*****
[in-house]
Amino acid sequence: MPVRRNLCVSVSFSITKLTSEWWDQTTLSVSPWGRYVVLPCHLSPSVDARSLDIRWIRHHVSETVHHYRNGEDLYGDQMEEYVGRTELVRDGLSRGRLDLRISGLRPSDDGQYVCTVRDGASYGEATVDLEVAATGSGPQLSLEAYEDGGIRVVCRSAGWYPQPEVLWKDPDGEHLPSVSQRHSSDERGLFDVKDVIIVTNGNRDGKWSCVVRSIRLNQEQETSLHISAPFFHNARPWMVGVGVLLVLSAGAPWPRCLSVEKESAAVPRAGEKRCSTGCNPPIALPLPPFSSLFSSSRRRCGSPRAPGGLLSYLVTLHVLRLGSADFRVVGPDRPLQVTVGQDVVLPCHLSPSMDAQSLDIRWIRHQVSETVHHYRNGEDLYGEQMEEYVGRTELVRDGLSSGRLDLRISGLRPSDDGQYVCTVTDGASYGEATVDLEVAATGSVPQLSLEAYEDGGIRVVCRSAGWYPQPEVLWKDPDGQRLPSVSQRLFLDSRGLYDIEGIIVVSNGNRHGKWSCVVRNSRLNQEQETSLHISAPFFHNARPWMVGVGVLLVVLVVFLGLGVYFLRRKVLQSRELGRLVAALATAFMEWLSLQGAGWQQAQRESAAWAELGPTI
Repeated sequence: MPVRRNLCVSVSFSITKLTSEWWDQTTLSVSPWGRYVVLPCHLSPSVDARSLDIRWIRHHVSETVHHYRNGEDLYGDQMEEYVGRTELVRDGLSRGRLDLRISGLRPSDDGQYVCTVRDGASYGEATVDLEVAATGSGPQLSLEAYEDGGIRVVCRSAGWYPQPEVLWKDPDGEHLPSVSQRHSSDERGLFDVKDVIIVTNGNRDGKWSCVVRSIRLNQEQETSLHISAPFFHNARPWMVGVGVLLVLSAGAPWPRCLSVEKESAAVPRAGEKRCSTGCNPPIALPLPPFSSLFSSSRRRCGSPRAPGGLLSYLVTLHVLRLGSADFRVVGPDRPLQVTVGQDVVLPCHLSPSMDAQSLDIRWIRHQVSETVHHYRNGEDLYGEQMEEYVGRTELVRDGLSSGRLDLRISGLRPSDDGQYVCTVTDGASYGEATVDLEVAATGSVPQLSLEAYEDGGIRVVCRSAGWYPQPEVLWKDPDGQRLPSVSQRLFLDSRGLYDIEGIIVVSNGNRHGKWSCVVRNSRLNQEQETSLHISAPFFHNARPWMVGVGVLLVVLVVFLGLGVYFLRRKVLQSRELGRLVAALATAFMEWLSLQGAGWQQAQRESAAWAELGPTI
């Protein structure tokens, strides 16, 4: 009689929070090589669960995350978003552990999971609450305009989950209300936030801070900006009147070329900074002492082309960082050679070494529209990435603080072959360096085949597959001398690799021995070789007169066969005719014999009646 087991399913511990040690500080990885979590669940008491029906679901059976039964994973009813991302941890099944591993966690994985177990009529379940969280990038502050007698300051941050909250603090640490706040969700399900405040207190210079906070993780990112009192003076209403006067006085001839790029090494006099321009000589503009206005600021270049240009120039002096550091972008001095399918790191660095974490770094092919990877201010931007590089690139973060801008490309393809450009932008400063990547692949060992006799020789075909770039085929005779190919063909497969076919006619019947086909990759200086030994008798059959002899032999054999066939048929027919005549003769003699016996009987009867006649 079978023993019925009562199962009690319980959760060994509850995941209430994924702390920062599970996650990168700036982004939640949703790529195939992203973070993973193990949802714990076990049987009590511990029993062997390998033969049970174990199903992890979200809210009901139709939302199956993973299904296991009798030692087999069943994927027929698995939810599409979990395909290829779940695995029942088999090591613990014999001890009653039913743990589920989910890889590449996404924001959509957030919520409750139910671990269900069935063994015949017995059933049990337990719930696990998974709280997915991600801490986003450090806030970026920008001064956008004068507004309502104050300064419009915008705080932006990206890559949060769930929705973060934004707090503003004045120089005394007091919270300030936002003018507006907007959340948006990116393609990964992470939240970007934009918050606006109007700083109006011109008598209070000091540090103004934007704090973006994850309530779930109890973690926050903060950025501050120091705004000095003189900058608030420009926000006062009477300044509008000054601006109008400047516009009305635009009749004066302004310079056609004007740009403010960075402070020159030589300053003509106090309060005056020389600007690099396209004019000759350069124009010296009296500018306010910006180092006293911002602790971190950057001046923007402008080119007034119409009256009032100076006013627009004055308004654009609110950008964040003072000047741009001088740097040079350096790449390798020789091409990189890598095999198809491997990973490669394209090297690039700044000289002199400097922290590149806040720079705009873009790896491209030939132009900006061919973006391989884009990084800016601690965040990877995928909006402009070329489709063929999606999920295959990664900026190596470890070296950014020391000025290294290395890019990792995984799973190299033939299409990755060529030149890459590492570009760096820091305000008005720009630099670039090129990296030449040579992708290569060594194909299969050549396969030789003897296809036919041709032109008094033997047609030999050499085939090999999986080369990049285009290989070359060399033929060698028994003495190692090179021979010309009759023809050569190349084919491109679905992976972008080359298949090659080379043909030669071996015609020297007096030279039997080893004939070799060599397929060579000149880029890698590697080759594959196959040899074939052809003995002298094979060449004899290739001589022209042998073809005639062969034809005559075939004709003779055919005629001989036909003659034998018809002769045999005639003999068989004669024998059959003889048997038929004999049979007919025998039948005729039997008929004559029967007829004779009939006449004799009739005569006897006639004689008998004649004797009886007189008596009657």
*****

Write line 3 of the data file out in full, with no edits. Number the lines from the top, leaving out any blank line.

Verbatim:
Repeated sequence: MPVRRNLCVSVSFSITKLTSEWWDQTTLSVSPWGRYVVLPCHLSPSVDARSLDIRWIRHHVSETVHHYRNGEDLYGDQMEEYVGRTELVRDGLSRGRLDLRISGLRPSDDGQYVCTVRDGASYGEATVDLEVAATGSGPQLSLEAYEDGGIRVVCRSAGWYPQPEVLWKDPDGEHLPSVSQRHSSDERGLFDVKDVIIVTNGNRDGKWSCVVRSIRLNQEQETSLHISAPFFHNARPWMVGVGVLLVLSAGAPWPRCLSVEKESAAVPRAGEKRCSTGCNPPIALPLPPFSSLFSSSRRRCGSPRAPGGLLSYLVTLHVLRLGSADFRVVGPDRPLQVTVGQDVVLPCHLSPSMDAQSLDIRWIRHQVSETVHHYRNGEDLYGEQMEEYVGRTELVRDGLSSGRLDLRISGLRPSDDGQYVCTVTDGASYGEATVDLEVAATGSVPQLSLEAYEDGGIRVVCRSAGWYPQPEVLWKDPDGQRLPSVSQRLFLDSRGLYDIEGIIVVSNGNRHGKWSCVVRNSRLNQEQETSLHISAPFFHNARPWMVGVGVLLVVLVVFLGLGVYFLRRKVLQSRELGRLVAALATAFMEWLSLQGAGWQQAQRESAAWAELGPTI